Final voting results from McKinney voters in March 2018 primary elections

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Updated March 7 at 1:05 a.m.

Here are the final results from the contested Republican and Democratic March 6 primaries for races affecting McKinney residents.

Some races resulted in a runoff election because no candidate received more than 50 percent of the vote in the respective race.

More information about the candidates can be found through our interactive election guide here.

Collin County Judge

Republican
Chris Hill: 60.84%
Scott Johnson: 31.28%
Ray Ricchi: 7.87%

Collin County Commissioner Precinct 3

Republican
Dr. Briana Andor: 43.97%
Darrell Hale: 56.03%

Justice, Collin County Fifth Court of Appeals, Place 11

Republican
John Browning: 57.08%

Tom Nowak: 28.44%
Dan Wyde: 14.49%

Correction: A previous version of this story reported only results from Collin County for this race. The correct percentages have been added.

Justice, Collin County Fifth Court of Appeals, Place 12

Republican
Perry Cockerelle: 19.05%
William “Randy” Johnson: 39.54% *
Jim Pikl: 41.41% *

* William “Randy” Johnson and Jim Pikl will advance to a primary runoff.

Correction: A previous version of this story reported only results from Collin County for this race and incorrectly reported Jim Pikl won the primary outright. The story has been corrected to reflect that Jim Pikl and William “Randy” Johnson will head to a May 22 runoff.

Collin County 219th District Court judge

Republican
Scott Becker: 25.31%
Glenn Brenner: 7.68%
Mike Curran: 16.19%
Jennifer Edgeworth: 50.82%

Collin County District Attorney

Republican
Casey Davis: 21.36%
Greg Willis: 78.64%

U.S. Representative, District 3

Republican
Alex Donkervoet: 5.93%
David Niederkorn: 9.41%
Van Taylor: 84.66%

Democrat
Adam P. Bell: 17.95%
Lorie Burch: 49.61%
Sam Johnson: 28.68%
Medrick Yhap: 3.76%
Burch and Johnson will advance to a primary runoff election. 

State Senator, District 8 (Collin and Dallas counties)

Republican
Phillip Huffines: 45.61%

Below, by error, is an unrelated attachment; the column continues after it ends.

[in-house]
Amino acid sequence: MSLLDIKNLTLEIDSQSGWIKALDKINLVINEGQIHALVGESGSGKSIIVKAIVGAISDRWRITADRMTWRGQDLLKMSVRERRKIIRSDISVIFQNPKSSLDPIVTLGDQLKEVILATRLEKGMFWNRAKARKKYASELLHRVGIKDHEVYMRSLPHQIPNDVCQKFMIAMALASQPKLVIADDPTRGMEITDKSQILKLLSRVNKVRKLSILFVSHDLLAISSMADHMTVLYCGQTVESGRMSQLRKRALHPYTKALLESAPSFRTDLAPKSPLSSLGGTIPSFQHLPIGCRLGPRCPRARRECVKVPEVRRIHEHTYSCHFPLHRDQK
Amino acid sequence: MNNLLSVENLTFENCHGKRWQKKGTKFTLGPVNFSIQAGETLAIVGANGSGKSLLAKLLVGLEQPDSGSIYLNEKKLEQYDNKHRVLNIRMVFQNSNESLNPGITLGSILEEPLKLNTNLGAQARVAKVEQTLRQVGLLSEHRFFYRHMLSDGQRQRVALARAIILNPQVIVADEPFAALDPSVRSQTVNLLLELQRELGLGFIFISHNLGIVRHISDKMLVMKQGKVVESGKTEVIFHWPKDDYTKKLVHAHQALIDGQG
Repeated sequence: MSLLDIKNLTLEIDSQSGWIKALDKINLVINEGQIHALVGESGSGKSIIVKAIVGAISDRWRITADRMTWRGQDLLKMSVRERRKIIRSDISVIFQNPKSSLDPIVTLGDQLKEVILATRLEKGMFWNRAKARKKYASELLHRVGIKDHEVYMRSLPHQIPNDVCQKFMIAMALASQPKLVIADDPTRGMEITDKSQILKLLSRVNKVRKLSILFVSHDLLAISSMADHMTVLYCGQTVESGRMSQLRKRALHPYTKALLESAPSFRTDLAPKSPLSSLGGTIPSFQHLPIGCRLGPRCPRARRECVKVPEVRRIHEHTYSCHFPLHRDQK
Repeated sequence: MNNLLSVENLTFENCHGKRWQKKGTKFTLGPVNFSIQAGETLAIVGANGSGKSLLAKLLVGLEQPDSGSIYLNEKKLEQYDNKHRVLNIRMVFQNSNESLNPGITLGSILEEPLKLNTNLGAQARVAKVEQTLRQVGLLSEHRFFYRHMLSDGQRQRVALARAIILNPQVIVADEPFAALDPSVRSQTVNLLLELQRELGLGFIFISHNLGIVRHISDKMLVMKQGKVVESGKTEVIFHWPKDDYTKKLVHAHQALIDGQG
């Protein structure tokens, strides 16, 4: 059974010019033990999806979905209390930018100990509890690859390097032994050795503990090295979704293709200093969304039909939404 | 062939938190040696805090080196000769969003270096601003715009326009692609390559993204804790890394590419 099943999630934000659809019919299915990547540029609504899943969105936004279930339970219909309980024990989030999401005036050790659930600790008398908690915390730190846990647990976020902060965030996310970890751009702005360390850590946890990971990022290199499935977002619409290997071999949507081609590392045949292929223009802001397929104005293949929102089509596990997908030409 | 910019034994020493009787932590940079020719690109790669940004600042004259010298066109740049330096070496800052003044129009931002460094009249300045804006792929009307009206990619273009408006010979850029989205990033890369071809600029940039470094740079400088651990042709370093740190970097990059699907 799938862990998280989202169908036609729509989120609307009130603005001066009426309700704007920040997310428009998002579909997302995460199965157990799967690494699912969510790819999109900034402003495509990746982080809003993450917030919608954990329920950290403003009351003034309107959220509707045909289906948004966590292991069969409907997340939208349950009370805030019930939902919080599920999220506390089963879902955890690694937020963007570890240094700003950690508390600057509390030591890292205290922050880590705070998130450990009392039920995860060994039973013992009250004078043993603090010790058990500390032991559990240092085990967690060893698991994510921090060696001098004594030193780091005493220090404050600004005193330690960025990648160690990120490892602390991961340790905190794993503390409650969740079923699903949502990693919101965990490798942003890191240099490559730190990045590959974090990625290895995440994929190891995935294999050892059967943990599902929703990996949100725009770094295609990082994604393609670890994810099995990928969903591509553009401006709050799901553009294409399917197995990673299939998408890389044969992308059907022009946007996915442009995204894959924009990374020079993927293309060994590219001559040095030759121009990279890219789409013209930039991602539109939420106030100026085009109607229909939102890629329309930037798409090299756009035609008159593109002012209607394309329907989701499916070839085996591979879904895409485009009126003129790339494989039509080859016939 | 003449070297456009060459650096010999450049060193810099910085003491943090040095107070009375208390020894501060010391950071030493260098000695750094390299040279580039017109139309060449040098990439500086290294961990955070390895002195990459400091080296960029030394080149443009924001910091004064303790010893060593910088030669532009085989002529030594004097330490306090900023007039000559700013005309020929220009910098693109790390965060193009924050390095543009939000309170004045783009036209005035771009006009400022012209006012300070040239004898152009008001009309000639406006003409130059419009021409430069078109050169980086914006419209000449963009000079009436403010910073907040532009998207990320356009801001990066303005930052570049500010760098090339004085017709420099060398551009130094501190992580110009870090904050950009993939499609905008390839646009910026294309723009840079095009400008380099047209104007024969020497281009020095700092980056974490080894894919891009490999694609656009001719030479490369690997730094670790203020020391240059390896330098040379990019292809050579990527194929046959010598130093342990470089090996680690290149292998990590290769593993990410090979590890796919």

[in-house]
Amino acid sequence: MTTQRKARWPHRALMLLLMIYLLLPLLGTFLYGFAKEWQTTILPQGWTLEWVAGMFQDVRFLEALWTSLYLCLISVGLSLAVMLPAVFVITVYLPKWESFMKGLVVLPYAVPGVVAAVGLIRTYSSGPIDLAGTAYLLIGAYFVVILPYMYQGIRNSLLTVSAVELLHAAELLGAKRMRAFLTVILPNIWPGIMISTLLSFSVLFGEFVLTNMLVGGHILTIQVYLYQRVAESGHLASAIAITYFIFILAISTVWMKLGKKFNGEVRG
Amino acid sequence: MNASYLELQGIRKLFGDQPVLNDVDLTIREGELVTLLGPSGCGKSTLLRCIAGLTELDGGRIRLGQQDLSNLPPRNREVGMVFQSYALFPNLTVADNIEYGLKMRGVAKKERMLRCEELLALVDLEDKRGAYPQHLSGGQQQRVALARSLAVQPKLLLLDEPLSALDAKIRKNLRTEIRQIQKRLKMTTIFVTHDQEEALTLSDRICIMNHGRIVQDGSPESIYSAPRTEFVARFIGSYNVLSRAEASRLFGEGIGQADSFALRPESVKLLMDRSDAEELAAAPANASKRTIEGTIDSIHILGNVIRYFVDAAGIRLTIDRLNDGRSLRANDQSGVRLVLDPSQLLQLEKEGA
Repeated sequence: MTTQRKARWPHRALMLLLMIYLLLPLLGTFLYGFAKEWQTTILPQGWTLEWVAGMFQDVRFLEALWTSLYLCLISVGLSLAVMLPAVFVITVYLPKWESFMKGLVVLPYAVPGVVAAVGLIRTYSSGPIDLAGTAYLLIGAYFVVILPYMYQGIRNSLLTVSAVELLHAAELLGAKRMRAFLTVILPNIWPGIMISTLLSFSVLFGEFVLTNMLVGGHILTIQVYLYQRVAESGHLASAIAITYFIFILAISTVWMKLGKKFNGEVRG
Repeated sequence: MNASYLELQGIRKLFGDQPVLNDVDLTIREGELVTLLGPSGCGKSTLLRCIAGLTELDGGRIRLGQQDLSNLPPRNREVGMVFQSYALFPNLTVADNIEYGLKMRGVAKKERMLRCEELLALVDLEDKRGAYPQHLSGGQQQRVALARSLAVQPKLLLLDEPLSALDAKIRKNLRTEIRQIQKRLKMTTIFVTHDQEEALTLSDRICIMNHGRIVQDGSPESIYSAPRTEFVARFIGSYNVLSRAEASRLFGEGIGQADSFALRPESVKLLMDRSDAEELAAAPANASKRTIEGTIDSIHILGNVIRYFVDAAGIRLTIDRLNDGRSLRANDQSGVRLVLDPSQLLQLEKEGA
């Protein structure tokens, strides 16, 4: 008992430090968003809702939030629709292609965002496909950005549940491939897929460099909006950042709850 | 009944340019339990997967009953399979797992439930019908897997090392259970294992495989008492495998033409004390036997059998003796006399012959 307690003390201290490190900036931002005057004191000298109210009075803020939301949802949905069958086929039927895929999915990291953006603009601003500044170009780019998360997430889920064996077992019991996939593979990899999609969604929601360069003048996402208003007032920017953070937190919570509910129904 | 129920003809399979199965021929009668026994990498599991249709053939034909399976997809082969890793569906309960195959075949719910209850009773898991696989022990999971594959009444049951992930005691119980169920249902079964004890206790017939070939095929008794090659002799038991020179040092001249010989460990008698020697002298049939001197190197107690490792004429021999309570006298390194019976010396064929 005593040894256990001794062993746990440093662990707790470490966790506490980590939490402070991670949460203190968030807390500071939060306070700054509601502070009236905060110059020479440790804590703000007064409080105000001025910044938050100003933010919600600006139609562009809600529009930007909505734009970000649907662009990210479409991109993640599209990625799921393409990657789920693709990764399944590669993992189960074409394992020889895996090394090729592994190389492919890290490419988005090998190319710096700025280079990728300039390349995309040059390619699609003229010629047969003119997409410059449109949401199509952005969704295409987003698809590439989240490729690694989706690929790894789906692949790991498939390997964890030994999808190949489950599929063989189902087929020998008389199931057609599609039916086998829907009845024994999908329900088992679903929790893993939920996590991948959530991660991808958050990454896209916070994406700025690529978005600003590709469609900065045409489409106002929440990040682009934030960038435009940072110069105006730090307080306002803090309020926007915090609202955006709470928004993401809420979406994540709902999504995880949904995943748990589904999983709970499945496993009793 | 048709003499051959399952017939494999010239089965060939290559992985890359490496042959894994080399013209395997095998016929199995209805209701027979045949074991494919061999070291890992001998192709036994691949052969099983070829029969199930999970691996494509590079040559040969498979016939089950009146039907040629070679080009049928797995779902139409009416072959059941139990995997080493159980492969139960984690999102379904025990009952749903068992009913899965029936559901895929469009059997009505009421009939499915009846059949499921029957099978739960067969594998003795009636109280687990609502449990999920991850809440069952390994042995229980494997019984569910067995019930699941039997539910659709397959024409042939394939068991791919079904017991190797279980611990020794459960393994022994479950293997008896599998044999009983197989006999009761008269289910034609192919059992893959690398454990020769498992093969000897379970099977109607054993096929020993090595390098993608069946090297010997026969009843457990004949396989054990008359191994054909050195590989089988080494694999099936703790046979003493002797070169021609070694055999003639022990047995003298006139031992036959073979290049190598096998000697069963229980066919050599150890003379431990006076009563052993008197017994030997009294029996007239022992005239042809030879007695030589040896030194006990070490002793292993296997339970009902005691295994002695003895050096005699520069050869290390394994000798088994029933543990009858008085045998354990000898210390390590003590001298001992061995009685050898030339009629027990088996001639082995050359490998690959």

Angela Paxton: 54.39%

Democrat
Brian Chaput: 49.1%
Mark Phariss: 50.9%

School Board of Education, District 12 (Collin and Dallas counties)

Democrat
Tina Green: 25.6%
Laura Malone-Miller: 26.33%
Suzanne Smith: 48.07%
Malone-Miller and Smith will advance to a primary runoff election. 


Originally posted March 6 at 7:37 p.m.

Here are the early voting results from the contested Republican and Democratic March 6 primaries for races affecting McKinney residents. Final results will be posted later tonight once they have been released by the county election departments.

Follow Community Impact on Twitter, @impactnews_mck, and on Facebook for coverage throughout the night.

More information about the candidates can be found through our interactive election guide here.

Collin County Judge

Republican
Chris Hill: 62.64%
Scott Johnson: 29.83%
Ray Ricchi: 7.54%

Collin County Commissioner Precinct 3

Republican
Dr. Briana Andor: 45.15%
Darrell Hale: 54.85%

Collin County Fifth Court of Appeals justice, Place 11

Republican
John Browning: 55.78%
Tom Nowak: 32.55%
Dan Wyde: 11.67%

Collin County Fifth Court of Appeals justice, Place 12

Republican
Perry Cockerelle: 15.24%
William “Randy” Johnson: 27.93%
Jim Pikl: 56.83%

Collin County 219th District Court judge

Republican
Scott Becker: 25.27%
Glenn Brenner: 7.09%
Mike Curran: 15.44%
Jennifer Edgeworth: 52.19%

Collin County District Attorney

Republican
Casey Davis: 20.15%
Greg Willis: 79.85%

U.S. Representative, District 3

Republican
Alex Donkervoet: 5.73%
David Niederkorn: 8.15%
Van Taylor: 86.13%

Democrat
Adam P. Bell: 17.64%
Lorie Burch: 51.53%
Sam Johnson: 27.37%
Medrick Yhap: 3.46%

State Senator, District 8 (Collin and Denton counties)

Republican
Phillip Huffines: 46.26%
Angela Paxton: 53.74%

Democrat
Brian Chaput: 46.35%
Mark Phariss: 53.65%

School Board of Education, District 12 (Collin and Denton counties)

Democrat
Tina Green: 24.5%
Laura Malone-Miller: 25.19%
Suzanne Smith: 50.31%

All results are unofficial until canvassed. For more local primary election results and coverage, visit communityimpact.com/vote.

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  1. I noticed during this election cycle that Collin County commissioners stand alone in setting their own compensation and benefits, and that they are far and away the highest paid elected officials outside of the US Congress. I don’t think it is logical or appropriate to consider the 5 elected laypersons at county (commissioners and co. judge) in the same bundle as professional bench judges and law enforcement, such as sheriffs and constables. So, for example, politics can propel a house painter, chiropractor or interior decorator into county management as a commissioner with a $10,000 plus monthly compensation package and no obvious public administration skills, These officials are paying themselves nearly $1,000,000 tax dollars collectively every year and with no specific office hours or duties. That is inconsistent with other agencies and I wish some neutral party could explain why this is going on at the county.

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Cassidy Ritter
Cassidy graduated from the University of Kansas in 2016 with a degree in Journalism and a double minor in business and global studies. She has worked as a reporter and editor for publications in Kansas, Colorado and Australia. She was hired as senior reporter for Community Impact Newspaper's Plano edition in August 2016. Less than a year later, she took the role of editor for the McKinney edition.
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